First and foremost, the breeder must know the points of the dog he is breeding. "An eye for livestock" is a common phrase. Some people are blessed with it: others seem to lack it. Several years ago, two friends visited my kennels to pick a Scottish Terrier puppy. Neither visitor knew the points of the breed, and color and markings were in this case little help in distinguishing between the youngsters. The elder could not tell one puppy from another: the younger could invariably pick out any one of the dozen odd with ease. The one had no "eye for livestock." The other, provided she learned the points of the breed, was a born judge. If a breeder has an "eye" for a dog he is indeed blessed. If he has not this desirable faculty, he should do all in his power to cultivate it.
Once a breeder has thoroughly learned the points of his breed, he must "keep his eye in," as the saying is, by attending shows. It is suicidal for a breeder to bury himself in his own kennels. He must visit shows, see and study good dogs, distinguish their excellencies and their defects. Otherwise, he will be unable to tell which of his puppies are ducklings and which are swans. The homebred puppy very often appears to be a worldbeater in his own run. In the show ring, however, his proud owner often discovers faults that he never before dreamed existed.
But the breeder who returns to his kennels with a new ideal of perfection after every bench show that he visits will never accomplish a thing. Once the points of the breed are learned, a breeder must set up before him an ideal toward which he must always work. To change that ideal every six weeks is to insure failure. True, the type that wins at the bench show to-day is often very different from the type that was winning five years ago. This places a great burden on the already overloaded shoulders of the breeder. It is hard work to establish any given type or any given set of characters. To be continually shifting that type and changing the characters makes lasting improvement impossible. From all that has been said of the true object of selection and from what we know of ancestral heredity, it is plain that to be forever tinkering with the ideal and at the same time to expect to fix that ideal in a strain are two things as incompatible as oil and water.
Besides knowing the points of his breed and having a fixed and definite ideal to breed for, the breeder must know the history of his variety. He should know what they were originally used for, and, if a manufactured variety, what breeds were employed in their manufacture. Even more important is a knowledge of the good and bad points of the different individual dogs of the past. He must appreciate the prevailing faults of his breed. He must know just what certain bloodlines stand for and what they mean in good and bad points. He must realize what strains are predominant and in what ways their predominance will be beneficial or harmful to his own stock. This knowledge is absolutely essential to a successful, intelligent selection. The practical application of the principles of variation and heredity, so essential to a breeder's success, can only be made by means of this knowledge. Yet how very often do we see men and women attempting to breed from dogs whose very sire and dam are absolutely unknown to them save in name only.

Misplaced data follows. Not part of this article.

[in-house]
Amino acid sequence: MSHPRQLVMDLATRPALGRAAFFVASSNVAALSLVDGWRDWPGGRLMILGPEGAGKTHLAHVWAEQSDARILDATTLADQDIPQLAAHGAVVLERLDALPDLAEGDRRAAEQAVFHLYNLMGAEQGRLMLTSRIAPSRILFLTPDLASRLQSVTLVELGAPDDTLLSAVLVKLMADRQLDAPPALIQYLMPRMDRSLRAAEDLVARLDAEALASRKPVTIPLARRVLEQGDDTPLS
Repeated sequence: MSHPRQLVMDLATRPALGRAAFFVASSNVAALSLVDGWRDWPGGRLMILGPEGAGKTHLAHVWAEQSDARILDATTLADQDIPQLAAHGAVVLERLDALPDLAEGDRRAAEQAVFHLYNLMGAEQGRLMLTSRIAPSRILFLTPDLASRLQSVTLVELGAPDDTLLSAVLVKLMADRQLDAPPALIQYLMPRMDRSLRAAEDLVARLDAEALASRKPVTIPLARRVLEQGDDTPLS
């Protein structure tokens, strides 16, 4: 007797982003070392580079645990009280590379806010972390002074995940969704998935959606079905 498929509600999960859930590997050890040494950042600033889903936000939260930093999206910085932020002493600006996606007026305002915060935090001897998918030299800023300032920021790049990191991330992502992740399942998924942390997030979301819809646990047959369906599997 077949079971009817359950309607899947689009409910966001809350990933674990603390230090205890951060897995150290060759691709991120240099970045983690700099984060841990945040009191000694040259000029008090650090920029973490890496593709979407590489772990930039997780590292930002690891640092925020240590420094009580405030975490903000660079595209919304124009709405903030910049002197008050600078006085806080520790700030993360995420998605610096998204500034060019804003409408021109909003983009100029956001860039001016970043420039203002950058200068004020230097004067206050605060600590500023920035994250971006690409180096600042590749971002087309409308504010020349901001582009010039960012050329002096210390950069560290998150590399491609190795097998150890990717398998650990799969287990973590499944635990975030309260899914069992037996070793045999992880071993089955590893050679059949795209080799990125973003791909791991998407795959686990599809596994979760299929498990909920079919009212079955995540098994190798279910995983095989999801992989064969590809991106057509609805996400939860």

The sire and the dam are, so far as heredity is concerned, equipotent. The germ cells of each carry a complete set of all heredity units, as is evidenced by the nature of Mendelian inheritance. Either sire or dam may transmit to any puppy of either sex any or all of their own characteristics. The parent, however, whose heredity units for any particular point are purest will, in general, predominate over the parent whose inheritance for this same point is mixed. This explains the prepotency of an in-bred dog. A Bulldog, for example, in-bred to a strain noted for wonderful underjaws and layback, big flat skull, but with bad ears and a long tail can naturally be expected not only to possess these peculiar excellencies and faults himself, but also to pass them on to his get. The figures in Galton's law of ancestral heredity will prove to be a rough guide by which to judge the prepotency of an in-bred dog or bitch. Since they express this in figures, they are easy of application. Breeders must always remember that in-breeding is a double-edged sword. The faults or defects in any in-bred dog or strain will be intensified and passed on just as surely as any good points.
Quite aside from in-breeding, there is another feature of predominance that is highly important. In most breeds of thoroughbred dogs the most casual study of pedigrees impresses one with the great importance of certain dogs and certain families. In all breeds that I have studied, including Airedales, Scottish Terriers, Chow Chows, and field trial Pointers, I have found that most of the great dogs have been bred either in or close up to certain families. Wheeler in the Show Collie traces the main line of Collie blood through the various important dogs, each a direct descendant of Old Cockie. Mr. Ralph W. Condee has traced out the line of the main line of blood in Airedale Terriers, which has come down to us from old Champion Brush.